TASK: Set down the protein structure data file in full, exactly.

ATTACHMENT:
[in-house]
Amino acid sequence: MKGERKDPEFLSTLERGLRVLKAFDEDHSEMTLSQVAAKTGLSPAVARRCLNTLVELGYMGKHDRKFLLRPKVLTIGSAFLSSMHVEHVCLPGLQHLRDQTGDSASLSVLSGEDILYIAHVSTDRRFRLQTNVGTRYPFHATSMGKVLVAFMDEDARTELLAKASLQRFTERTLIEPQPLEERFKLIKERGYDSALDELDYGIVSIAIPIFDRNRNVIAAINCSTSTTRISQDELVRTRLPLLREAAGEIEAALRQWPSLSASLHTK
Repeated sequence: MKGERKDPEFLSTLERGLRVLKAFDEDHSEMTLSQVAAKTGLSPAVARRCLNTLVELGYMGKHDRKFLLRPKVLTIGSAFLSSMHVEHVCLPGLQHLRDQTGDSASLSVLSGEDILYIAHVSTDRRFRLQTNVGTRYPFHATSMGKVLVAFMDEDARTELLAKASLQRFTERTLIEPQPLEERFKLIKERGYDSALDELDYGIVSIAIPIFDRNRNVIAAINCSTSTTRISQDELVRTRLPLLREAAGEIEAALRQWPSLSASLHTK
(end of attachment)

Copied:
[in-house]
Amino acid sequence: MKGERKDPEFLSTLERGLRVLKAFDEDHSEMTLSQVAAKTGLSPAVARRCLNTLVELGYMGKHDRKFLLRPKVLTIGSAFLSSMHVEHVCLPGLQHLRDQTGDSASLSVLSGEDILYIAHVSTDRRFRLQTNVGTRYPFHATSMGKVLVAFMDEDARTELLAKASLQRFTERTLIEPQPLEERFKLIKERGYDSALDELDYGIVSIAIPIFDRNRNVIAAINCSTSTTRISQDELVRTRLPLLREAAGEIEAALRQWPSLSASLHTK
Repeated sequence: MKGERKDPEFLSTLERGLRVLKAFDEDHSEMTLSQVAAKTGLSPAVARRCLNTLVELGYMGKHDRKFLLRPKVLTIGSAFLSSMHVEHVCLPGLQHLRDQTGDSASLSVLSGEDILYIAHVSTDRRFRLQTNVGTRYPFHATSMGKVLVAFMDEDARTELLAKASLQRFTERTLIEPQPLEERFKLIKERGYDSALDELDYGIVSIAIPIFDRNRNVIAAINCSTSTTRISQDELVRTRLPLLREAAGEIEAALRQWPSLSASLHTK